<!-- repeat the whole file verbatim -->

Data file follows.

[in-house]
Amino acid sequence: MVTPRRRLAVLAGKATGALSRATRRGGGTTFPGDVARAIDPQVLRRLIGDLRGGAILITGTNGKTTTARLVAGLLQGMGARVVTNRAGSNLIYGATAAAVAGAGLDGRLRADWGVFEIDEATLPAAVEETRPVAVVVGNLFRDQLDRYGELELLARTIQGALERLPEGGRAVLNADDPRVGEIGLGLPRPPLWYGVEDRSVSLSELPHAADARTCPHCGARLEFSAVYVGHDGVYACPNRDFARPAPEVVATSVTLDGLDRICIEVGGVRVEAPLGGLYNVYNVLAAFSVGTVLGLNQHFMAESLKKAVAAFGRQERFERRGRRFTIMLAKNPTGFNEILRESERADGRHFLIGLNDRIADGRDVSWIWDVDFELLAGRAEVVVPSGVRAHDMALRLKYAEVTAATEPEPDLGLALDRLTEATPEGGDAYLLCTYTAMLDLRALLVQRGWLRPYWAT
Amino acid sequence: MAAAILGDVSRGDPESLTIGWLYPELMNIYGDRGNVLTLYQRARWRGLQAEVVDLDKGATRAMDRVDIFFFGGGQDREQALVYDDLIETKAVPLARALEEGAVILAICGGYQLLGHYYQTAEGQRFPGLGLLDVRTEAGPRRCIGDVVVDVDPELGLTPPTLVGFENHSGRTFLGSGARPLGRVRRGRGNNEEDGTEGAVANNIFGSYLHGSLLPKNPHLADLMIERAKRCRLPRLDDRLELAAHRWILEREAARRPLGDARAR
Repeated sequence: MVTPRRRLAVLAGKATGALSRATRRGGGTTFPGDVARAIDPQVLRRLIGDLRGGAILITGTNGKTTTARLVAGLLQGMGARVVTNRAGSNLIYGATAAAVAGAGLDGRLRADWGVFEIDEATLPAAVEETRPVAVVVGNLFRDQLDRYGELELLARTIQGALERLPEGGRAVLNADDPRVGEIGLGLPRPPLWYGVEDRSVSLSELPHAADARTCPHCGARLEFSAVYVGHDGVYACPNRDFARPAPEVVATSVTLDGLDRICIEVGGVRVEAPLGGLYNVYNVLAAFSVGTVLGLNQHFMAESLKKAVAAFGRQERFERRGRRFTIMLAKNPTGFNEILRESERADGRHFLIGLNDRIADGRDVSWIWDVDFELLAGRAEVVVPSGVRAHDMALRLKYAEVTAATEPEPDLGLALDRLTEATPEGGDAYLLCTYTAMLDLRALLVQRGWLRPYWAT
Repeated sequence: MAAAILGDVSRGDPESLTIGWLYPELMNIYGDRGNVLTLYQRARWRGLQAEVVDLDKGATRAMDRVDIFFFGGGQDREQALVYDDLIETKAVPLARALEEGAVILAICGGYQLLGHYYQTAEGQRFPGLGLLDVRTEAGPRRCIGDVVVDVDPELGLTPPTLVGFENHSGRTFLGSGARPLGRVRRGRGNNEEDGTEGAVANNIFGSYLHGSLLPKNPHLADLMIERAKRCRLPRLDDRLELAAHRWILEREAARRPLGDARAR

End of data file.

[in-house]
Amino acid sequence: MVTPRRRLAVLAGKATGALSRATRRGGGTTFPGDVARAIDPQVLRRLIGDLRGGAILITGTNGKTTTARLVAGLLQGMGARVVTNRAGSNLIYGATAAAVAGAGLDGRLRADWGVFEIDEATLPAAVEETRPVAVVVGNLFRDQLDRYGELELLARTIQGALERLPEGGRAVLNADDPRVGEIGLGLPRPPLWYGVEDRSVSLSELPHAADARTCPHCGARLEFSAVYVGHDGVYACPNRDFARPAPEVVATSVTLDGLDRICIEVGGVRVEAPLGGLYNVYNVLAAFSVGTVLGLNQHFMAESLKKAVAAFGRQERFERRGRRFTIMLAKNPTGFNEILRESERADGRHFLIGLNDRIADGRDVSWIWDVDFELLAGRAEVVVPSGVRAHDMALRLKYAEVTAATEPEPDLGLALDRLTEATPEGGDAYLLCTYTAMLDLRALLVQRGWLRPYWAT
Amino acid sequence: MAAAILGDVSRGDPESLTIGWLYPELMNIYGDRGNVLTLYQRARWRGLQAEVVDLDKGATRAMDRVDIFFFGGGQDREQALVYDDLIETKAVPLARALEEGAVILAICGGYQLLGHYYQTAEGQRFPGLGLLDVRTEAGPRRCIGDVVVDVDPELGLTPPTLVGFENHSGRTFLGSGARPLGRVRRGRGNNEEDGTEGAVANNIFGSYLHGSLLPKNPHLADLMIERAKRCRLPRLDDRLELAAHRWILEREAARRPLGDARAR
Repeated sequence: MVTPRRRLAVLAGKATGALSRATRRGGGTTFPGDVARAIDPQVLRRLIGDLRGGAILITGTNGKTTTARLVAGLLQGMGARVVTNRAGSNLIYGATAAAVAGAGLDGRLRADWGVFEIDEATLPAAVEETRPVAVVVGNLFRDQLDRYGELELLARTIQGALERLPEGGRAVLNADDPRVGEIGLGLPRPPLWYGVEDRSVSLSELPHAADARTCPHCGARLEFSAVYVGHDGVYACPNRDFARPAPEVVATSVTLDGLDRICIEVGGVRVEAPLGGLYNVYNVLAAFSVGTVLGLNQHFMAESLKKAVAAFGRQERFERRGRRFTIMLAKNPTGFNEILRESERADGRHFLIGLNDRIADGRDVSWIWDVDFELLAGRAEVVVPSGVRAHDMALRLKYAEVTAATEPEPDLGLALDRLTEATPEGGDAYLLCTYTAMLDLRALLVQRGWLRPYWAT
Repeated sequence: MAAAILGDVSRGDPESLTIGWLYPELMNIYGDRGNVLTLYQRARWRGLQAEVVDLDKGATRAMDRVDIFFFGGGQDREQALVYDDLIETKAVPLARALEEGAVILAICGGYQLLGHYYQTAEGQRFPGLGLLDVRTEAGPRRCIGDVVVDVDPELGLTPPTLVGFENHSGRTFLGSGARPLGRVRRGRGNNEEDGTEGAVANNIFGSYLHGSLLPKNPHLADLMIERAKRCRLPRLDDRLELAAHRWILEREAARRPLGDARAR